There is always something to be thankful for in our lives, even on the bad days. Every day, I take a moment to reflect on how thankful I am for so many things, taking “the glass is half full” versus “the glass is half empty” approach. For most of us, Thursday will bring an over-abundance of food to our tables as we share it with friends and/or family. However, heartache abounds–Afghanistan, Iraq, the flailing economy, I could go on an on. Hurricane Katrina ravaged the Gulf coast in 2005 and every day I am reminded that New Orleans has still not recovered as a city and wonder how many families are still in a state of flux. Val is a Hurricane Katrina dog and there’s not a day that goes by that I don’t look into his eyes and wonder what his story is or under what circumstances his family decided to leave him behind. He was obviously destined to be with us (and we’re all very lucky) but what happened to all the other pets that were abandoned?
Following is a reprint of an article I wrote that is currently available on eZines:
August 28 marked the 4th anniversary of one of the most devastating hurricanes this country has ever seen. What became of these beloved animals?
Estimates vary, but over 50,000 furry companions were abandoned in the Gulf region by their guardians as they fled to higher, safer ground. Without a doubt, almost all residents anticipated returning to their homes and pets. Dozens of animal rescue organizations and individual volunteers from around the United States converged on New Orleans to assist in the local animal rescue and recovery and to fill the void left by the government who was ill-prepared to handle and in many ways thwarted these efforts. While most animals succumbed to the trauma and effects of the storm, approximately 10,000 were rescued and transported to other parts of the country where they found new homes or remain in shelters and animal sanctuarys waiting to be adopted. Despite their heroic attempts, these rescues were only able to reunite about 3,000 pets with their original families.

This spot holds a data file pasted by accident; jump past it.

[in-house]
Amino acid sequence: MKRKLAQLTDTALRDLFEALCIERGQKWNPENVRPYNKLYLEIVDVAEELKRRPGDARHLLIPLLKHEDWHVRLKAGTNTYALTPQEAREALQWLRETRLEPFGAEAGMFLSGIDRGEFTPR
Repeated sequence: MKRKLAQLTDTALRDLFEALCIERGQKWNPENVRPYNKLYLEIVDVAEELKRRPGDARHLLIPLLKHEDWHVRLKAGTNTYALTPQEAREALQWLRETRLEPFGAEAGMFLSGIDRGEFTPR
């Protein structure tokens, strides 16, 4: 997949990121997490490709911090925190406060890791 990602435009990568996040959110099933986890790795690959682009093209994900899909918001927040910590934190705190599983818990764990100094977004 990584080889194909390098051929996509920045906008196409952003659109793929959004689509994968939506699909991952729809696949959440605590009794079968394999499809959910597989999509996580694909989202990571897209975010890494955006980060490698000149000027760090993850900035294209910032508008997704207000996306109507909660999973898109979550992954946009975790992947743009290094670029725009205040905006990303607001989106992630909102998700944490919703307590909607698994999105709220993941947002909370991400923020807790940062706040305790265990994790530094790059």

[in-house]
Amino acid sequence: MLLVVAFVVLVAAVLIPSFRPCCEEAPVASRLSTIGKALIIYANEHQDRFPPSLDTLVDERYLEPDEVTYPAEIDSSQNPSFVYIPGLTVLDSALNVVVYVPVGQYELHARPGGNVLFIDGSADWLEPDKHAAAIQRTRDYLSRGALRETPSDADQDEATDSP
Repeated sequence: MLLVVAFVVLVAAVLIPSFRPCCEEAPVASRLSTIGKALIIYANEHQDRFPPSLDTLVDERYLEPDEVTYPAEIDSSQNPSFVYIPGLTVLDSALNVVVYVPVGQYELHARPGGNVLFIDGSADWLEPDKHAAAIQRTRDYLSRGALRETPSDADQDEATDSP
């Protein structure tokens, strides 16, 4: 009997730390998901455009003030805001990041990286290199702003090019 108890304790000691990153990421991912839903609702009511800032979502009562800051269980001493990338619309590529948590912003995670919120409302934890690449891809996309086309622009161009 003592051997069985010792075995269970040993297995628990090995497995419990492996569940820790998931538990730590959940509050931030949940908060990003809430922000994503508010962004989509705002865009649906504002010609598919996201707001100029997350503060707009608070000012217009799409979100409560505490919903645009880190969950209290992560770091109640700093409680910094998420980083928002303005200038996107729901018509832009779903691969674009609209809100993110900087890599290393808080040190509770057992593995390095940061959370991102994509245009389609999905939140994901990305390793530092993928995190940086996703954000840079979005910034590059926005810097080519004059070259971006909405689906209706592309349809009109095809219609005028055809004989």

Animal welfare organizations from most major cities were represented in the area, including several from Chicago. All participated in helping to find new homes for some these homeless dogs and cats or to help find their families. Val, a Labrador retriever who was found barely alive, was one of the lucky ones, having found his way into a new loving home in suburban Chicago. “He was a disaster when we first saw him with his soulful, lonely eyes and emaciated body,” recounts Val’s new best friend, Jay Pomerance. “By the time he got to us in March, he was still only 40 pounds, had a malunited broken leg and was recovering from heartworm and numerous skin maladies.” Val now weighs in at a healthy 72 pounds and bounds about the house with his sister, Brandy, who was also a shelter dog. Both were adopted from the same shelter in suburban Chicago. These former “down-on-their-luck pooches” now participate in pet therapy programs and shelter awareness appearances in their community
As for what will be the fate of pets when disaster strikes in the future? The PETS (Pet Evacuation and Transportation Standards Act) was signed in October, 2006, mandating that local and state emergency management plans “include preparation for evacuating family pets and service animals along with their owners.” This federal law also “allows FEMA to provide funding to create pet-friendly shelters and assist with the development of localized emergency manage plans.”
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